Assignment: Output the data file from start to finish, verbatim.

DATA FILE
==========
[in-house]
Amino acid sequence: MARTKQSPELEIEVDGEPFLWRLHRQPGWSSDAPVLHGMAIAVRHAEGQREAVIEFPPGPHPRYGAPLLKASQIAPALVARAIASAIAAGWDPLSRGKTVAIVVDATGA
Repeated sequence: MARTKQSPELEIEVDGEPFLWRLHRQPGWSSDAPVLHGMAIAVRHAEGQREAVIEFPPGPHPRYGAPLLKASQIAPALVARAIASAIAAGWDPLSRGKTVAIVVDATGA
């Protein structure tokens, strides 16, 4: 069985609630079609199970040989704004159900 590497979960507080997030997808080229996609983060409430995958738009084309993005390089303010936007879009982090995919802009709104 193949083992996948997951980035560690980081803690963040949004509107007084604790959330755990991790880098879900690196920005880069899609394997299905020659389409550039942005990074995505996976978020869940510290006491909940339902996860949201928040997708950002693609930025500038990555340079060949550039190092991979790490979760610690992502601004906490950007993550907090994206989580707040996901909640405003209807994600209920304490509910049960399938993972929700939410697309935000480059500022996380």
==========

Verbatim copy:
[in-house]
Amino acid sequence: MARTKQSPELEIEVDGEPFLWRLHRQPGWSSDAPVLHGMAIAVRHAEGQREAVIEFPPGPHPRYGAPLLKASQIAPALVARAIASAIAAGWDPLSRGKTVAIVVDATGA
Repeated sequence: MARTKQSPELEIEVDGEPFLWRLHRQPGWSSDAPVLHGMAIAVRHAEGQREAVIEFPPGPHPRYGAPLLKASQIAPALVARAIASAIAAGWDPLSRGKTVAIVVDATGA
């Protein structure tokens, strides 16, 4: 069985609630079609199970040989704004159900 590497979960507080997030997808080229996609983060409430995958738009084309993005390089303010936007879009982090995919802009709104 193949083992996948997951980035560690980081803690963040949004509107007084604790959330755990991790880098879900690196920005880069899609394997299905020659389409550039942005990074995505996976978020869940510290006491909940339902996860949201928040997708950002693609930025500038990555340079060949550039190092991979790490979760610690992502601004906490950007993550907090994206989580707040996901909640405003209807994600209920304490509910049960399938993972929700939410697309935000480059500022996380």